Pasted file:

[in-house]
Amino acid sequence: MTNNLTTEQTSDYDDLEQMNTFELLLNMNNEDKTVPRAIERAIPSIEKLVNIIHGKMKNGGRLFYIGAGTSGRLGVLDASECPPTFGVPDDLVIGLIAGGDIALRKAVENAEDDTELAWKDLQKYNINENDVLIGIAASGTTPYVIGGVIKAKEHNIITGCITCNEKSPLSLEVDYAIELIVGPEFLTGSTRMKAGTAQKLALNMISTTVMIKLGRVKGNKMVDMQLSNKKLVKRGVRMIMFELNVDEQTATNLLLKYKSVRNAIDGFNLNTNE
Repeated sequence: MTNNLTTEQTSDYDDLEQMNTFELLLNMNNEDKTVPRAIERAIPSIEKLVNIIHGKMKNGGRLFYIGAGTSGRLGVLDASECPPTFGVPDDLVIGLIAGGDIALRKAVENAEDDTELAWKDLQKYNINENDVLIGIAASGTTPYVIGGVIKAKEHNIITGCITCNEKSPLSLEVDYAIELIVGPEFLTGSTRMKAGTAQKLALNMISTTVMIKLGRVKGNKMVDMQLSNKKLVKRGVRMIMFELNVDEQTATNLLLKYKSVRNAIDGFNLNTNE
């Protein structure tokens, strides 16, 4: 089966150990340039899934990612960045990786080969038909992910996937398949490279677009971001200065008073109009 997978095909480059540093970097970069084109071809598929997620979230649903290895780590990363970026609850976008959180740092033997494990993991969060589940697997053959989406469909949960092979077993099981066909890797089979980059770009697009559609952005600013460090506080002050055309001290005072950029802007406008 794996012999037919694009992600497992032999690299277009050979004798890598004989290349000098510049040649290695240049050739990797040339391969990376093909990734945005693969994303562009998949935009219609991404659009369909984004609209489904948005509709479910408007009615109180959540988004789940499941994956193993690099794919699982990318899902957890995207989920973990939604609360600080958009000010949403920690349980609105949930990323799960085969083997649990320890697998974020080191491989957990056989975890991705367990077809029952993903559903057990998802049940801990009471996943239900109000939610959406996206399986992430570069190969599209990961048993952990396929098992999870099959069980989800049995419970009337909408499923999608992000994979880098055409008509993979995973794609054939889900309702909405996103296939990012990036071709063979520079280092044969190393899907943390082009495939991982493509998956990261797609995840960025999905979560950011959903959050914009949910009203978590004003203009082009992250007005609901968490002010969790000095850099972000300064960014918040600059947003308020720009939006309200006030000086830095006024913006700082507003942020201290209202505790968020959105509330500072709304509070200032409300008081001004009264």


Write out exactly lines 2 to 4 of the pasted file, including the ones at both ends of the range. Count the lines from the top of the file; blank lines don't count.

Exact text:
Amino acid sequence: MTNNLTTEQTSDYDDLEQMNTFELLLNMNNEDKTVPRAIERAIPSIEKLVNIIHGKMKNGGRLFYIGAGTSGRLGVLDASECPPTFGVPDDLVIGLIAGGDIALRKAVENAEDDTELAWKDLQKYNINENDVLIGIAASGTTPYVIGGVIKAKEHNIITGCITCNEKSPLSLEVDYAIELIVGPEFLTGSTRMKAGTAQKLALNMISTTVMIKLGRVKGNKMVDMQLSNKKLVKRGVRMIMFELNVDEQTATNLLLKYKSVRNAIDGFNLNTNE
Repeated sequence: MTNNLTTEQTSDYDDLEQMNTFELLLNMNNEDKTVPRAIERAIPSIEKLVNIIHGKMKNGGRLFYIGAGTSGRLGVLDASECPPTFGVPDDLVIGLIAGGDIALRKAVENAEDDTELAWKDLQKYNINENDVLIGIAASGTTPYVIGGVIKAKEHNIITGCITCNEKSPLSLEVDYAIELIVGPEFLTGSTRMKAGTAQKLALNMISTTVMIKLGRVKGNKMVDMQLSNKKLVKRGVRMIMFELNVDEQTATNLLLKYKSVRNAIDGFNLNTNE
């Protein structure tokens, strides 16, 4: 089966150990340039899934990612960045990786080969038909992910996937398949490279677009971001200065008073109009 997978095909480059540093970097970069084109071809598929997620979230649903290895780590990363970026609850976008959180740092033997494990993991969060589940697997053959989406469909949960092979077993099981066909890797089979980059770009697009559609952005600013460090506080002050055309001290005072950029802007406008 794996012999037919694009992600497992032999690299277009050979004798890598004989290349000098510049040649290695240049050739990797040339391969990376093909990734945005693969994303562009998949935009219609991404659009369909984004609209489904948005509709479910408007009615109180959540988004789940499941994956193993690099794919699982990318899902957890995207989920973990939604609360600080958009000010949403920690349980609105949930990323799960085969083997649990320890697998974020080191491989957990056989975890991705367990077809029952993903559903057990998802049940801990009471996943239900109000939610959406996206399986992430570069190969599209990961048993952990396929098992999870099959069980989800049995419970009337909408499923999608992000994979880098055409008509993979995973794609054939889900309702909405996103296939990012990036071709063979520079280092044969190393899907943390082009495939991982493509998956990261797609995840960025999905979560950011959903959050914009949910009203978590004003203009082009992250007005609901968490002010969790000095850099972000300064960014918040600059947003308020720009939006309200006030000086830095006024913006700082507003942020201290209202505790968020959105509330500072709304509070200032409300008081001004009264």